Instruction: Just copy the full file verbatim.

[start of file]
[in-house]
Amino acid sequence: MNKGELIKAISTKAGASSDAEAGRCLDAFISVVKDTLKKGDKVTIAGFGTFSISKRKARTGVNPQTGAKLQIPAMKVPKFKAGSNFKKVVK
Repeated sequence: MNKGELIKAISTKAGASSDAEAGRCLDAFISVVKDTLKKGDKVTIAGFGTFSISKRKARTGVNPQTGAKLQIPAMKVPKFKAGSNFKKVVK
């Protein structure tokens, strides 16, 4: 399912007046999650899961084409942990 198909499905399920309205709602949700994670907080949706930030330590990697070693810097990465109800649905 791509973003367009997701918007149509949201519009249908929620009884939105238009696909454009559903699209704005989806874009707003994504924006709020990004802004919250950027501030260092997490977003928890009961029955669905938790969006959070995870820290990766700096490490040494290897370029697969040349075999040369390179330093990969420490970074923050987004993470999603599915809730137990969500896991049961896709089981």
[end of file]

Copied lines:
[in-house]
Amino acid sequence: MNKGELIKAISTKAGASSDAEAGRCLDAFISVVKDTLKKGDKVTIAGFGTFSISKRKARTGVNPQTGAKLQIPAMKVPKFKAGSNFKKVVK
Repeated sequence: MNKGELIKAISTKAGASSDAEAGRCLDAFISVVKDTLKKGDKVTIAGFGTFSISKRKARTGVNPQTGAKLQIPAMKVPKFKAGSNFKKVVK
């Protein structure tokens, strides 16, 4: 399912007046999650899961084409942990 198909499905399920309205709602949700994670907080949706930030330590990697070693810097990465109800649905 791509973003367009997701918007149509949201519009249908929620009884939105238009696909454009559903699209704005989806874009707003994504924006709020990004802004919250950027501030260092997490977003928890009961029955669905938790969006959070995870820290990766700096490490040494290897370029697969040349075999040369390179330093990969420490970074923050987004993470999603599915809730137990969500896991049961896709089981």